This week can best be described as a blogger's nightmare, just to much to write about!
In Australia, the Liberal Party implosion over the Emissions Trading Scheme has understandably dominated news to the immense, almost unseemly, pleasure of Thomas on blog, Twitter and in Facebook. Thomas, a political tragic from way-back who is usually more immersed in US events, has written some interesting stuff.
For my part, I simply don't understand the Liberal Party factions. Factions used to belong to Labor. Their emergence in the Liberal Party over the last fifteen years is a significant story because of what it may say about the nature of change within Australian society. Perhaps Thomas will explain to me some day.
One of the interesting features of the whole affray has been the inability of the media to properly understand Mr Turnbull. He has been playing the game a little outside the rules as understood by the journalists, creating interesting (to me) tensions in reporting.
I have no idea how things are going to play out. I simply don't know enough about the internal world of the Liberal Party.
Just guessing, Mr Turnbull will try to get the ETS legislation through Monday. If he does, then the dynamics of Tuesday's Party meeting will shift. If he fails, then he will certainly fall Tuesday and the Government will probably go through to a double dissolution election. All very fascinating.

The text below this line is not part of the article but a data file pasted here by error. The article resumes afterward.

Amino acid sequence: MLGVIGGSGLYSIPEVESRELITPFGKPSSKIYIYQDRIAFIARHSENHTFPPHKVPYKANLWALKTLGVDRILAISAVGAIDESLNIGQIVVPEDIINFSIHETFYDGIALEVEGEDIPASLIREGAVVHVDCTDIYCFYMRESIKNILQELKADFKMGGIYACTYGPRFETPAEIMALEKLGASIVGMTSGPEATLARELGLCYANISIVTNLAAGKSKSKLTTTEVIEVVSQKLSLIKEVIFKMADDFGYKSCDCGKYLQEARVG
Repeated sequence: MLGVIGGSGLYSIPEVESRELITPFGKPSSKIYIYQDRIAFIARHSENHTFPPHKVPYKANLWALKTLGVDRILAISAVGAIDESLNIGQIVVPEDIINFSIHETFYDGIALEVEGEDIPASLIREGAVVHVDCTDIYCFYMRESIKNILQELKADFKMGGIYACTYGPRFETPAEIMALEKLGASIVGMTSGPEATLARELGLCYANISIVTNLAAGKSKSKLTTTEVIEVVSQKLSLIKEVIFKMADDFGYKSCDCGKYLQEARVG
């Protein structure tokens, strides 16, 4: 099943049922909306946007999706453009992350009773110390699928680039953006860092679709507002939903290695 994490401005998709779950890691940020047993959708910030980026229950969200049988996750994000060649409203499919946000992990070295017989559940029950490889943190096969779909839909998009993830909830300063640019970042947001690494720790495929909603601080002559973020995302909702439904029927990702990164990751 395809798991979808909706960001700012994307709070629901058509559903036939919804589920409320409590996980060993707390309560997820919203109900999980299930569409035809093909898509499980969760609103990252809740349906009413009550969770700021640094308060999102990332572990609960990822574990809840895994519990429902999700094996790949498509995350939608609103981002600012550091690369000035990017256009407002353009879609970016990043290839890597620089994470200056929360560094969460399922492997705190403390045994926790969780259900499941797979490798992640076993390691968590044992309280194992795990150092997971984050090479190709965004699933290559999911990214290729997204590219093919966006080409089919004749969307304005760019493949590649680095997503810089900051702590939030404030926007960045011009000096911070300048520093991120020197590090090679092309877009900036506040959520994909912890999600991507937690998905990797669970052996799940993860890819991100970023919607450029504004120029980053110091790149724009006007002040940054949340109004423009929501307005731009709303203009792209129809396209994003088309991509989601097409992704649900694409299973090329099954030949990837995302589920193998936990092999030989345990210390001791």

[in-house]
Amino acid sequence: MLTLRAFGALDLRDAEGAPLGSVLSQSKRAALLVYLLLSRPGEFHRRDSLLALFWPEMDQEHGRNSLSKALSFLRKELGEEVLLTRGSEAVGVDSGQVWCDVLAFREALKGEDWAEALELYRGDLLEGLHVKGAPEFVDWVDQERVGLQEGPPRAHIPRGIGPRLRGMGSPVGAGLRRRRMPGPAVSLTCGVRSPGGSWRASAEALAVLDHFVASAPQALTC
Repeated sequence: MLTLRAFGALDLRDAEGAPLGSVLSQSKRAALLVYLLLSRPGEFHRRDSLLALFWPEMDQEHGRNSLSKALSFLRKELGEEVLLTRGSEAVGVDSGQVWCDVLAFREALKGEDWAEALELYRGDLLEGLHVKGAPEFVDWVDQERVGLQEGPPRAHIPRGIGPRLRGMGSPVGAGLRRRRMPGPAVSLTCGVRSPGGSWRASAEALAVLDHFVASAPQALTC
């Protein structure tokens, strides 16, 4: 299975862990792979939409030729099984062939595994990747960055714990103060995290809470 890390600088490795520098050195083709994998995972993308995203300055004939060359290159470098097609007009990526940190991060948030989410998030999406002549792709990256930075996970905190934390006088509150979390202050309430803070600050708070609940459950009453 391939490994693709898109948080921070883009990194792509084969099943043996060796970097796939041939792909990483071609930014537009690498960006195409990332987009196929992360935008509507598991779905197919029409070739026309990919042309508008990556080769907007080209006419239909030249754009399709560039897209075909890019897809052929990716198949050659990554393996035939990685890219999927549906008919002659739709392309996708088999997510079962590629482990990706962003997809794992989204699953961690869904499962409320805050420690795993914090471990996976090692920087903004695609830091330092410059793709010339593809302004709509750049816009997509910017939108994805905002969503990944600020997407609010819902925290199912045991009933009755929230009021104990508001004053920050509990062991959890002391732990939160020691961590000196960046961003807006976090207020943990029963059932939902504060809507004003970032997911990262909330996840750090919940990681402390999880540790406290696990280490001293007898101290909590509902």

The Commonwealth Heads of Government Meeting is being held this weekend in Trinidad and Tobago, drawing together the leaders of 53 Commonwealth countries.
As an aside, I really hate Flash. There was a rather great photo of the leaders grouped in front of the flags with the Australian PM in the front row on the far right. But is it unusable, at least to me.
CHOGM has been associated with a large variety of events - youth forums, business meetings etc, drawing together people from this very disparate entity. In population terms, the Commonwealth is the largest and most varied global entity after the United Nations. It is also a body that has been struggling to some degree to redefine itself after its earlier successes in aiding the de-colonisation process.
A major survey carried out by the Royal Commonwealth Society as part of its Commonwealth Conversation program pointed to some of the problems. Support for the Commonwealth is highest in developing countries, lower in developed countries. In all cases, there is a lack of knowledge of the Commonwealth.
Of all Commonwealth countries, Australia appears to have the least knowledge of and support for the Commonwealth. I accept that I am old fashioned, but I think that's a pity.
At a purely practical level, the Commonwealth provides an entry point into a variety of cultures that are different yet linked through history. Love or hate the Empire, its imprint is still with us.
My daughters and indeed my wife might challenge this, but I knew far more about other countries than my daughters do at the same age. Yes, it was a partial slice, the world coloured pink on the map, but it was still knowledge outside the confines set by Australia.
Things change. Yet, perhaps, I can be forgiven for continuing to argue that things like the Commonwealth are worth preserving because they broaden us.